The comparative framework of race and caste also points to the complexity of navigating between the two. Recognizing the history of efforts in establishing this comparative framework in both theory and praxis – starting with the publication of Gulamgiri in 1870 by Jotiba Phule, the emergence of the “Caste School of race relations” in the 1930s/40s, the formation of the Dalit Panthers in the 1970s, and the many struggles around the Durban World Conference Against Racism, Racial Discrimination, Xenophobia and Related Intolerance in 2001 – this conference seeks to initiate a new conversation that both simultaneously acknowledges the incommensurabilities and yet the new possibilities of active solidarities.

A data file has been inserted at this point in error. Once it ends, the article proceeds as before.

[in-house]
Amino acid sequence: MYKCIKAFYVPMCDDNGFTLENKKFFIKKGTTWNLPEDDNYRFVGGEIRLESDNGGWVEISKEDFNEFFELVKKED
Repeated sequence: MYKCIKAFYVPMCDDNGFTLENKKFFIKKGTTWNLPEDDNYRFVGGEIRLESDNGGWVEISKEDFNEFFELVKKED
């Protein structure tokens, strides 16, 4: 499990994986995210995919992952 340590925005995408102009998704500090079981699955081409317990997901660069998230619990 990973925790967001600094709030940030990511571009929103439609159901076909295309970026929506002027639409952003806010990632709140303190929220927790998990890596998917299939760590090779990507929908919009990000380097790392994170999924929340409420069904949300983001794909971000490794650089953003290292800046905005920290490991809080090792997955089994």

Here two broad organizing categories – experience and capitalism – aid us towards new conversations. We will need to start with the category of comparative experiences and build towards the divergences and convergences that mark the structural / macro-scale of the social, political, economic and the cultural. Experience as a category offers itself as a crucial cauldron from which to think and build rich conversations through differences. While experiential domains bring out the individual’s (or personal) complex worlds of suffering, quest for dignity, and defiance, they also point to the broader contexts of the social (or public) and the structural (or systemic). Thus, the individual’s experience of suffering indignities frequently ruptures the veneer of ‘civil(ized)’ society in the form of public spectacles of hate, injustice, brutality. Attending to the mutual constitution of both experiential and structural could produce historically and geographically grounded forms of appreciation and solidarity.